ABA at risk for contempt

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The Justice Department yesterday asked a federal judge to hold the American Bar Association (ABA) in civil contempt for violating a 1996 antitrust consent decree that prohibited the ABA from misusing the law school accreditation process.

The department also filed a proposed order and a stipulation in which the ABA would acknowledge the violations and agree to reimburse the government $185,000 in fees and costs incurred during the department’s investigation. The proposed order is subject to approval by U.S. District Judge Royce C. Lamberth.

“The antitrust division takes compliance with court decrees very seriously,” said Assistant Attorney General Thomas O. Barnett, who heads the department’s antitrust division. “No one is above the law and those who do not comply with their obligations under court orders must be prepared to face consequences.”

ABA spokeswoman Serena Butler said yesterday that the organization does not comment on pending court litigation.

In June 1995, the department filed an antitrust lawsuit against the ABA in U.S. District Court in Washington, accusing the association of allowing its law school accreditation process to be misused by law school personnel with a direct economic interest in the outcome of accreditation reviews, resulting in anti-competitive conduct.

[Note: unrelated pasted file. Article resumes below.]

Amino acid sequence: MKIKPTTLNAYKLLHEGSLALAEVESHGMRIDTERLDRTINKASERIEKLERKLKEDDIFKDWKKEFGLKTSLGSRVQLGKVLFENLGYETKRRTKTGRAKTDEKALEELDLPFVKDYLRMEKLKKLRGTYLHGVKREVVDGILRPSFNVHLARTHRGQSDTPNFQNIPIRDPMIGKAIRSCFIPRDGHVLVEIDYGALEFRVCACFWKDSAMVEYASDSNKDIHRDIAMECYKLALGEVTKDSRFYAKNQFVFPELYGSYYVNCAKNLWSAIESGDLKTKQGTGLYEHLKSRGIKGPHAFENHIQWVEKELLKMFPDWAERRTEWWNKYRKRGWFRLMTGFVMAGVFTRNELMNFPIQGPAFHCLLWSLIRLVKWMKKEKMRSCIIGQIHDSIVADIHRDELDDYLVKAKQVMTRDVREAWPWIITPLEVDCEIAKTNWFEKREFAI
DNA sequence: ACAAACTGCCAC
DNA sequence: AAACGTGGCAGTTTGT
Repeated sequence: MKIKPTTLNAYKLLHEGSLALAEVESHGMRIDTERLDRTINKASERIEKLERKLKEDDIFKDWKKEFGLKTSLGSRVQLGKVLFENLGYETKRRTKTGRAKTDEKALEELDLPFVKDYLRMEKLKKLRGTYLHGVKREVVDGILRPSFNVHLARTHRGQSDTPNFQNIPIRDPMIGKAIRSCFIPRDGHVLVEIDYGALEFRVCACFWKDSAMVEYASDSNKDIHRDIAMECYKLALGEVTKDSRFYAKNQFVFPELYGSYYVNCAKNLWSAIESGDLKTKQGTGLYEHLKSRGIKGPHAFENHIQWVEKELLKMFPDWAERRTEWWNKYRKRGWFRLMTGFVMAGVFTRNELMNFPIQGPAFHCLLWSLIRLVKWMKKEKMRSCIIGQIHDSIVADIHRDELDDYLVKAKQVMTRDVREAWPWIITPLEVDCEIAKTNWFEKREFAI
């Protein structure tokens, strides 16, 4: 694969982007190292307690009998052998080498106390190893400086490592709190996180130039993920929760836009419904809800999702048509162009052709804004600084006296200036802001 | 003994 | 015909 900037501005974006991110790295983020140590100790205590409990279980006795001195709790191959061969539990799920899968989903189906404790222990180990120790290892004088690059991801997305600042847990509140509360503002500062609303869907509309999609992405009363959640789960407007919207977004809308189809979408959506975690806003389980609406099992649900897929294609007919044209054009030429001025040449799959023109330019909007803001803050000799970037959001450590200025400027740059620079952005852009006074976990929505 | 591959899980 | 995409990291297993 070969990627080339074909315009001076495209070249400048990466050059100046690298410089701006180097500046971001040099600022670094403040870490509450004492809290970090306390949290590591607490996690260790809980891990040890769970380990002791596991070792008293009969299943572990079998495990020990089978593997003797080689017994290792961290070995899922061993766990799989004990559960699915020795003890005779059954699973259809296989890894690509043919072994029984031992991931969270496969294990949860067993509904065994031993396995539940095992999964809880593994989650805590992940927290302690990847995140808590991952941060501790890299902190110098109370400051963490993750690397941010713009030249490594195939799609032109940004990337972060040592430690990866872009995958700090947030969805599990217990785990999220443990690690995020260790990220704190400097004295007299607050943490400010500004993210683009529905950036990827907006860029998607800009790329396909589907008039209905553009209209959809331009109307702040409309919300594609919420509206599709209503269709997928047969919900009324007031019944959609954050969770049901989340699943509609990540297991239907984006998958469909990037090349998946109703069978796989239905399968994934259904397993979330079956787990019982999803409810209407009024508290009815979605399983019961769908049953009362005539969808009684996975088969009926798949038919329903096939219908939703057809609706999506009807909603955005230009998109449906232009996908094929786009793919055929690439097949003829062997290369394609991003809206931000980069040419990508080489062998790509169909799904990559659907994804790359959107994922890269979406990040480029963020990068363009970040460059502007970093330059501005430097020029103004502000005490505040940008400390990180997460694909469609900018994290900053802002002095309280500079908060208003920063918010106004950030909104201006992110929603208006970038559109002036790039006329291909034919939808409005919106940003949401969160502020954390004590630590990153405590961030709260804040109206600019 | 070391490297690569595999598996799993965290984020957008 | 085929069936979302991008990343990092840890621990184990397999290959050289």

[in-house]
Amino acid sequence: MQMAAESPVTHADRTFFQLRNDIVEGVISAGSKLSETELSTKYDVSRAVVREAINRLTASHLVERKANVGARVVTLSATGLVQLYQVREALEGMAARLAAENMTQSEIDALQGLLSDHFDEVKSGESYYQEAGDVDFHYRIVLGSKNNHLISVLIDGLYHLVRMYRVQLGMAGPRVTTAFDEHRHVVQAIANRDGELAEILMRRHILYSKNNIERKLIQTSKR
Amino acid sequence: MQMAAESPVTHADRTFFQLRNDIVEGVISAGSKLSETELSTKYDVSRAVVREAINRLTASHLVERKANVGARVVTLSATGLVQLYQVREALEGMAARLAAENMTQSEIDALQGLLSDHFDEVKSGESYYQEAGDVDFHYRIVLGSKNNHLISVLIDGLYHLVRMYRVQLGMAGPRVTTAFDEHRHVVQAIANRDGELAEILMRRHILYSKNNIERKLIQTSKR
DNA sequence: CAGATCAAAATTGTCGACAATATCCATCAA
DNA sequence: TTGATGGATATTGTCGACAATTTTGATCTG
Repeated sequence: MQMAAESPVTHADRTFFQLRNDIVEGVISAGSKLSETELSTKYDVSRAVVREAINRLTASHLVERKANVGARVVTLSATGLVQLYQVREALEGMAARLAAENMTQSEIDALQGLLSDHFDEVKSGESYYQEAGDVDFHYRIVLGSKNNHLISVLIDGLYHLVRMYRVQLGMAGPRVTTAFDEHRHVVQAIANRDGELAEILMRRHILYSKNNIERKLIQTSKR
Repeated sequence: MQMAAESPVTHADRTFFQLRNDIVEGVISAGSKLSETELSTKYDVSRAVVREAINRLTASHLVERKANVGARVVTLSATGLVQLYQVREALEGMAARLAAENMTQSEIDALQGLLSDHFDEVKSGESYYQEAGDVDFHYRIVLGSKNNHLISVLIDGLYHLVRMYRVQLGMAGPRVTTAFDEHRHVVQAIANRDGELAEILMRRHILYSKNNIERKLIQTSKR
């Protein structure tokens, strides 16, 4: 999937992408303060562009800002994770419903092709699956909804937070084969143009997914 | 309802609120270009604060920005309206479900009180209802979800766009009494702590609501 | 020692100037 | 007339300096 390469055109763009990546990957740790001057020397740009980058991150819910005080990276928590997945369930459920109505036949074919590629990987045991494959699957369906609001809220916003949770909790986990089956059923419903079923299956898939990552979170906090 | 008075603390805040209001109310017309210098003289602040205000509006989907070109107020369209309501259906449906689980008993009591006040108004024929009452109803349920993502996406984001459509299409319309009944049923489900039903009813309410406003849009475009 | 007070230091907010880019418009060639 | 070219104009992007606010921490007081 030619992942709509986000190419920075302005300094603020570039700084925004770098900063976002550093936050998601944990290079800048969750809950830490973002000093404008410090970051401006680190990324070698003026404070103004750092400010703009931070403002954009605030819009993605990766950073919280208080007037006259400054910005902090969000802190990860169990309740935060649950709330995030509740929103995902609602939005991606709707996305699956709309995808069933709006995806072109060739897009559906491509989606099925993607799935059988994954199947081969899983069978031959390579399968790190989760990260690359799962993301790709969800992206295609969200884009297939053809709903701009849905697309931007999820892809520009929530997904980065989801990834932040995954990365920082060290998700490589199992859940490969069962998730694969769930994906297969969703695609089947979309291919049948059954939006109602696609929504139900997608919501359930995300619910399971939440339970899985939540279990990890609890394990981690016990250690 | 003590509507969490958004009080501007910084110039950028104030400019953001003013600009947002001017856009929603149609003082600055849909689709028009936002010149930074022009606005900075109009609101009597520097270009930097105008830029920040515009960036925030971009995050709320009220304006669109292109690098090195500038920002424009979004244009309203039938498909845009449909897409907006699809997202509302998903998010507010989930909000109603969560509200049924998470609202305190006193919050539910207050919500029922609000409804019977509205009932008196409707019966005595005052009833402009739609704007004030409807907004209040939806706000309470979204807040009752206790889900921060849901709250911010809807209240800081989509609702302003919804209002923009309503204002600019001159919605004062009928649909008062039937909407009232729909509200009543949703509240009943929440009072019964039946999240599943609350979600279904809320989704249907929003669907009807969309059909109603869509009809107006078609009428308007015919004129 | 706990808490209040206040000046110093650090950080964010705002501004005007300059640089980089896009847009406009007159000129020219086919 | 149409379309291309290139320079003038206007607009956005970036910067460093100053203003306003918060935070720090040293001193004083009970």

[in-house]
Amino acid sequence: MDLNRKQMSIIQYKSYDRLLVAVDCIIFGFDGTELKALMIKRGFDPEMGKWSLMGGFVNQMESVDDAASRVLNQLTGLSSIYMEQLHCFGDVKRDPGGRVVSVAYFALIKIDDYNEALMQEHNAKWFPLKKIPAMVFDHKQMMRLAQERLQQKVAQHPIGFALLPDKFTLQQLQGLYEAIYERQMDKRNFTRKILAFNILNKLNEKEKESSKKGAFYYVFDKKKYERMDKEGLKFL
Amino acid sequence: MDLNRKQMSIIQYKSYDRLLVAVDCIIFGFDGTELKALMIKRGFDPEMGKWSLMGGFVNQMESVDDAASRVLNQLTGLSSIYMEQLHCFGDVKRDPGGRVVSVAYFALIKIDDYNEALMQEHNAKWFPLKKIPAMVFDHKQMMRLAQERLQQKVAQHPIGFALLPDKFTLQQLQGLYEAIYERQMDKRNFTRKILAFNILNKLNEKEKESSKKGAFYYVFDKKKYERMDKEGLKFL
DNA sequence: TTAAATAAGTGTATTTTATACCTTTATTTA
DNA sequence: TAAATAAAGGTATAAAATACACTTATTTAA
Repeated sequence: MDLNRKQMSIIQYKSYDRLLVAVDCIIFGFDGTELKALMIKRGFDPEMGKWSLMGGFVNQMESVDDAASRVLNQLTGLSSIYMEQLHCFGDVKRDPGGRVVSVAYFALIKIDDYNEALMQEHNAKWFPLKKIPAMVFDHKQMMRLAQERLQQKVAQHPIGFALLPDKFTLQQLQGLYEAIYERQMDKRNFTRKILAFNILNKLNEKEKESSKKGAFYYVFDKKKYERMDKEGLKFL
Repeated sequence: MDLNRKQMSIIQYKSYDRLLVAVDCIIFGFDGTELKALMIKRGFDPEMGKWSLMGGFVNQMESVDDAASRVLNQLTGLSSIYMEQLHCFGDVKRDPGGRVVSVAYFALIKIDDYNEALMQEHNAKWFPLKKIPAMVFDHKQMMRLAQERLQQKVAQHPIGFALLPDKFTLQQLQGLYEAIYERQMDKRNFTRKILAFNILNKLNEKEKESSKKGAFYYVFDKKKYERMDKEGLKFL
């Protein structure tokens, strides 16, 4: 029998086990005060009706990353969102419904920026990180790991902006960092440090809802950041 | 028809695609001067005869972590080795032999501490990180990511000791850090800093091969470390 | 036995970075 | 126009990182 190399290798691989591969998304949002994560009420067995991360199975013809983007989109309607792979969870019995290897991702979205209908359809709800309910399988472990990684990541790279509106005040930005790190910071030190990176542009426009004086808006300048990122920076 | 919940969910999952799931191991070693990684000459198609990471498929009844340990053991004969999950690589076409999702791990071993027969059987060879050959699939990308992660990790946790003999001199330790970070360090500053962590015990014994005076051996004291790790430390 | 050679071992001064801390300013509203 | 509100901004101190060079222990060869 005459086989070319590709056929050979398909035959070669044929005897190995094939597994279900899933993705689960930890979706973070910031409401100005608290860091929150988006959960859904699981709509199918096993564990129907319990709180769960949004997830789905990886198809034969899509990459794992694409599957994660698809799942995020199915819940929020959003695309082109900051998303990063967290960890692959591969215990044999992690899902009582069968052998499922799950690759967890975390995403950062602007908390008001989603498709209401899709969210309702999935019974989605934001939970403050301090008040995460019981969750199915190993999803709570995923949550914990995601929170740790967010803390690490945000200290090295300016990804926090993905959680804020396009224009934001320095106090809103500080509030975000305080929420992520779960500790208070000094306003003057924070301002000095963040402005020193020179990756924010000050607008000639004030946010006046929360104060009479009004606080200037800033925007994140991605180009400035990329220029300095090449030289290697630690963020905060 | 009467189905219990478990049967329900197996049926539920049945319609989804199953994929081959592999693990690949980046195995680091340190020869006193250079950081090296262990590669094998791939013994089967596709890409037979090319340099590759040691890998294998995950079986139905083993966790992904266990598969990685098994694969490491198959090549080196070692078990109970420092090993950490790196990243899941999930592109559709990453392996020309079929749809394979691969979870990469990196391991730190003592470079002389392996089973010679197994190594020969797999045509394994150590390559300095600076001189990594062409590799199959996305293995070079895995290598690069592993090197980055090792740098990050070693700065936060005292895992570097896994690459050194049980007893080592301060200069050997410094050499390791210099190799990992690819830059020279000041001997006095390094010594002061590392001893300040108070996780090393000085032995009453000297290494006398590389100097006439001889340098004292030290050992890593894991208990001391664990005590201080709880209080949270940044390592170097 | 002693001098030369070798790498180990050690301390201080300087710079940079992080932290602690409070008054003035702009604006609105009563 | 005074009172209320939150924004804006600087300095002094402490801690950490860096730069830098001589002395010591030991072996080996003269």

A year later, the court entered an agreed-upon final judgment prohibiting the ABA from fixing faculty salaries and compensation, boycotting state-accredited law schools by restricting the ability of their students and graduates to enroll in ABA-approved schools, and boycotting for-profit law schools. The final judgment also established the framework of structural reforms and compliance obligations.

According to the department’s petition, filed in U.S. District Court in Washington, the ABA violated six structural and compliance provisions in the 1996 consent decree on one or more occasions, including requirements that the ABA:

• Annually certify to the court and the United States that it has complied with the terms of the final judgment.

• Provide proposed changes to accreditation standards to the United States for review before such changes are acted on by the ABA’s Council of the Section of Legal Education and Admissions to the Bar.

• Provide briefings to certain ABA staff and volunteers concerning the meaning and requirements of the decree.

• Obtain annual certifications from certain ABA staff and volunteers that they agree to abide by the decree and are not aware of any violations.

• Ensure that no more than half of the membership of the ABA’s Standards Review Committee be made up of law school faculty.

• Include on the on-site evaluation teams, to the extent reasonably feasible, a university administrator who is not a law school dean or faculty member.

The ABA is a national professional association for lawyers headquartered in Chicago.

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